Smoke forced air traffic controllers to cancel landings in Buenos Aires [AFP]

Fires allegedly set by cattle ranchers and soybean farmers on Thursday have sent clouds of smoke across Argentina's capital disrupting air and road travel and choking Buenos Aires residents for the past two days.

Florencio Randazzo, Argentina's interior minister, said about 70,000 hectares have burned over two days, an area the size of Brussels, Cape Town or Tehran.

"[The smoke] has caused highway accidents in which nine people have died in the last few days, and more than 50 people have been seriously injured," he said on Friday.

"There has been a huge amount of environmental damage... There are some 60,000 hectares burning in the Entre Rios province and some 8,000 hectares burning in the Buenos Aires province.

"As for the smoke's effect on health, some municipalities have measurements that show a high level of carbon monoxide in the air."

On Thursday, the interior minister said Argentina was facing "a disaster caused by the hand of man".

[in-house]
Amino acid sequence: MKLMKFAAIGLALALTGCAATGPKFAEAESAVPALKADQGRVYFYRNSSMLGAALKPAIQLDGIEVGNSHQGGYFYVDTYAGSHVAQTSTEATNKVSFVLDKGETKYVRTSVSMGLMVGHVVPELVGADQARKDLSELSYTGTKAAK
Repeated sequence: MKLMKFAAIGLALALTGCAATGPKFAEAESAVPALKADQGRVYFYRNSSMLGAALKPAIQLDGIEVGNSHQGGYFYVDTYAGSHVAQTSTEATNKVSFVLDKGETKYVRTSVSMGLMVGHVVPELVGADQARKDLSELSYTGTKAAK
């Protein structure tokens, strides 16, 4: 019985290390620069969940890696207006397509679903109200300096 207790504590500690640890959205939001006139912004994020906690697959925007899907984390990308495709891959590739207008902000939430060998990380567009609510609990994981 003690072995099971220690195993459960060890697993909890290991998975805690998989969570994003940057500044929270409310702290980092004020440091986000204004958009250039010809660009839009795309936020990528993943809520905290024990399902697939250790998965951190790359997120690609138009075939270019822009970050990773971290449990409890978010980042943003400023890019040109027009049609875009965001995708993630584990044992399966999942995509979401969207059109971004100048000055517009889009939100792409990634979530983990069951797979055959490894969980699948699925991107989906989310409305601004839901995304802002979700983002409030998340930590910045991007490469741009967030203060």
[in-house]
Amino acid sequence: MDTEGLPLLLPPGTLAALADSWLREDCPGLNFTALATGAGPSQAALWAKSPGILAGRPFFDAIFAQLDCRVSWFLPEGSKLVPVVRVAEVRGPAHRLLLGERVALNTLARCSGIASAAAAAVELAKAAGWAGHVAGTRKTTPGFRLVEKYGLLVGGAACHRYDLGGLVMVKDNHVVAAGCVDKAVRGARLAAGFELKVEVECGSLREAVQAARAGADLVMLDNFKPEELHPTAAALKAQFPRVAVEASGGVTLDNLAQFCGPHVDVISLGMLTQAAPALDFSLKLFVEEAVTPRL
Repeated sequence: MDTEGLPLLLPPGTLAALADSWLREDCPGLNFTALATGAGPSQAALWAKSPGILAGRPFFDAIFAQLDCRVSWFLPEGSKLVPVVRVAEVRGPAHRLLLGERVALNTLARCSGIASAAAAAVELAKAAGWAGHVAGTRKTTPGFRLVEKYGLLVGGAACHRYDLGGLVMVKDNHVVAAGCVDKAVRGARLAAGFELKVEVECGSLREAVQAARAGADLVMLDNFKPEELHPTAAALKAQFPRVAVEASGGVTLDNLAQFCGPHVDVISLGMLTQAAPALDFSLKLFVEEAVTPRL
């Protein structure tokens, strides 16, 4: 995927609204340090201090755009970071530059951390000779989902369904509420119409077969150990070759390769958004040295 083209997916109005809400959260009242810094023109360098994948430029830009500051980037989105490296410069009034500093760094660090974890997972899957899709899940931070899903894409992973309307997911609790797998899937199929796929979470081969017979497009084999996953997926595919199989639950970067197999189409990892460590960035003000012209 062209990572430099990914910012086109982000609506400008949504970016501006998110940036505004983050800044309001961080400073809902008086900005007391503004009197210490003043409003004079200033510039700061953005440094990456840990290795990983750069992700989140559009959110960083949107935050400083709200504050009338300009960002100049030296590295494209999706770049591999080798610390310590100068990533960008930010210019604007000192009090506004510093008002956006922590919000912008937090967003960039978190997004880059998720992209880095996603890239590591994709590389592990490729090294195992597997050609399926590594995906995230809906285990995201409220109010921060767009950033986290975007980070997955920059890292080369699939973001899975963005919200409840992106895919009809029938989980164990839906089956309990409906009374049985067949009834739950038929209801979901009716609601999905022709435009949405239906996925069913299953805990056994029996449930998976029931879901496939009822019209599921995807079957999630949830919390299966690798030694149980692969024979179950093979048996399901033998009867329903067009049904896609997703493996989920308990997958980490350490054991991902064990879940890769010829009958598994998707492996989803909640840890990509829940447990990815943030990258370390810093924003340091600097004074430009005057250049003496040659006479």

Fire starters

On Friday, smoke drifted across the River Plate
into neighbouring Uruguay [AFP]
Officials have accused farmers of setting the blazes as a cheap way of clearing scrub from cattle-grazing land.

Cristina Fernandez de Kirchner, Argentina's president, urged the authorities to prosecute offenders.

"These fires are the result of two aspects of human nature: irresponsibility and irrationality," she said.

The smoke forced air traffic controllers to cancel landings at airports in the capital, Buenos Aires, and led police to close some major highways. Some bus routes were scrapped for lack of visibility.

The authorities reported a steep increase in the number of people seeking attention at hospitals with eye problems.

Randazzo said firefighters were coping with 300 separate grassland fires, some of which needed firefighting aircraft assistance.

Uruguay haze

By Thursday afternoon, the smoke drifted across the Plate river into neighbouring Uruguay, 223km east of Buenos Aires, causing delays in three airports.

Haze hung over the Uruguayan capital, Montevideo, the coastal resort of Colonia, and the beach resort Punta del Este, the Uruguayan navy said.

The National Institute of Farming and Livestock Technology blamed the fires on farmers clearing land for more profitable soybean crops, Argentina's chief export.

It also called them irresponsible for not seeking professional advice.

Randazzo said an investigation was under way to lay charges for environmental damage and health risks.